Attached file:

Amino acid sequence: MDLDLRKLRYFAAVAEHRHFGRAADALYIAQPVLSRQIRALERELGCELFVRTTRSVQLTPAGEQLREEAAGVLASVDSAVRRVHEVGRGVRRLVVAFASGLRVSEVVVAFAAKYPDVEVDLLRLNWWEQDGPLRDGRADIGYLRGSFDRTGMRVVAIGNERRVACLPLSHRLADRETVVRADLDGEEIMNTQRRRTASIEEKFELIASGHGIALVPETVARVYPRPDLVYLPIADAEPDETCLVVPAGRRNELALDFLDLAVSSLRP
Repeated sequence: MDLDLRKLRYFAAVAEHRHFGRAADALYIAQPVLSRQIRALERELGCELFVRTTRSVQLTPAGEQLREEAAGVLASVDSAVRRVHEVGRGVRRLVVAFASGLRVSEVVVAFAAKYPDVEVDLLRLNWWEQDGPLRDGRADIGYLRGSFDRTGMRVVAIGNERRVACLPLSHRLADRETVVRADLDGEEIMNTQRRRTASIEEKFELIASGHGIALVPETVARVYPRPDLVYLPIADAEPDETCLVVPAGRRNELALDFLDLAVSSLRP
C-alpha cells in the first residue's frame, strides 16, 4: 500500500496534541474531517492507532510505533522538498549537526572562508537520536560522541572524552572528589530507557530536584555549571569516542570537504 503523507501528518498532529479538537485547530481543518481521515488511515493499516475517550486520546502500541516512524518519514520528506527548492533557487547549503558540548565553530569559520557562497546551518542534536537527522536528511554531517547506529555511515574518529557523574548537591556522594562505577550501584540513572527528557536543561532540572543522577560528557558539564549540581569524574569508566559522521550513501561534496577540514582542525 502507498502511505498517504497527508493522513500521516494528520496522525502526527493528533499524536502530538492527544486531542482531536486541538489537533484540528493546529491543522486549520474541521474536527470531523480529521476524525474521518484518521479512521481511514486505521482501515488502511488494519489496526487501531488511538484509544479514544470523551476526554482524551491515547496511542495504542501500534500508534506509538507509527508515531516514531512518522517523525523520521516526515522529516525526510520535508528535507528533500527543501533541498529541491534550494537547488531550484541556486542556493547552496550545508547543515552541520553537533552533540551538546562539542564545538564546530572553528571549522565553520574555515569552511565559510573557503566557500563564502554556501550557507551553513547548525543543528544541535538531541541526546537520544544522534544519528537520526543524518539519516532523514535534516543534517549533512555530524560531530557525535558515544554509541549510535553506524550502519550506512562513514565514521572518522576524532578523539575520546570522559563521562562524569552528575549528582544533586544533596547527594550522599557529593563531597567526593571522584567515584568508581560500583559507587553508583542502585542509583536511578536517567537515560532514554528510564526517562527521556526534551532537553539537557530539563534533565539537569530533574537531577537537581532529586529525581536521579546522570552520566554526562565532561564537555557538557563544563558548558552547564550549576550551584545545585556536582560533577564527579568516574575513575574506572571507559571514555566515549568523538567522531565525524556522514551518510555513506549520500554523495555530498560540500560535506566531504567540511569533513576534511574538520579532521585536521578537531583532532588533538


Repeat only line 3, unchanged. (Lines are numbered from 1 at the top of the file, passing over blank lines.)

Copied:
C-alpha cells in the first residue's frame, strides 16, 4: 500500500496534541474531517492507532510505533522538498549537526572562508537520536560522541572524552572528589530507557530536584555549571569516542570537504 503523507501528518498532529479538537485547530481543518481521515488511515493499516475517550486520546502500541516512524518519514520528506527548492533557487547549503558540548565553530569559520557562497546551518542534536537527522536528511554531517547506529555511515574518529557523574548537591556522594562505577550501584540513572527528557536543561532540572543522577560528557558539564549540581569524574569508566559522521550513501561534496577540514582542525 502507498502511505498517504497527508493522513500521516494528520496522525502526527493528533499524536502530538492527544486531542482531536486541538489537533484540528493546529491543522486549520474541521474536527470531523480529521476524525474521518484518521479512521481511514486505521482501515488502511488494519489496526487501531488511538484509544479514544470523551476526554482524551491515547496511542495504542501500534500508534506509538507509527508515531516514531512518522517523525523520521516526515522529516525526510520535508528535507528533500527543501533541498529541491534550494537547488531550484541556486542556493547552496550545508547543515552541520553537533552533540551538546562539542564545538564546530572553528571549522565553520574555515569552511565559510573557503566557500563564502554556501550557507551553513547548525543543528544541535538531541541526546537520544544522534544519528537520526543524518539519516532523514535534516543534517549533512555530524560531530557525535558515544554509541549510535553506524550502519550506512562513514565514521572518522576524532578523539575520546570522559563521562562524569552528575549528582544533586544533596547527594550522599557529593563531597567526593571522584567515584568508581560500583559507587553508583542502585542509583536511578536517567537515560532514554528510564526517562527521556526534551532537553539537557530539563534533565539537569530533574537531577537537581532529586529525581536521579546522570552520566554526562565532561564537555557538557563544563558548558552547564550549576550551584545545585556536582560533577564527579568516574575513575574506572571507559571514555566515549568523538567522531565525524556522514551518510555513506549520500554523495555530498560540500560535506566531504567540511569533513576534511574538520579532521585536521578537531583532532588533538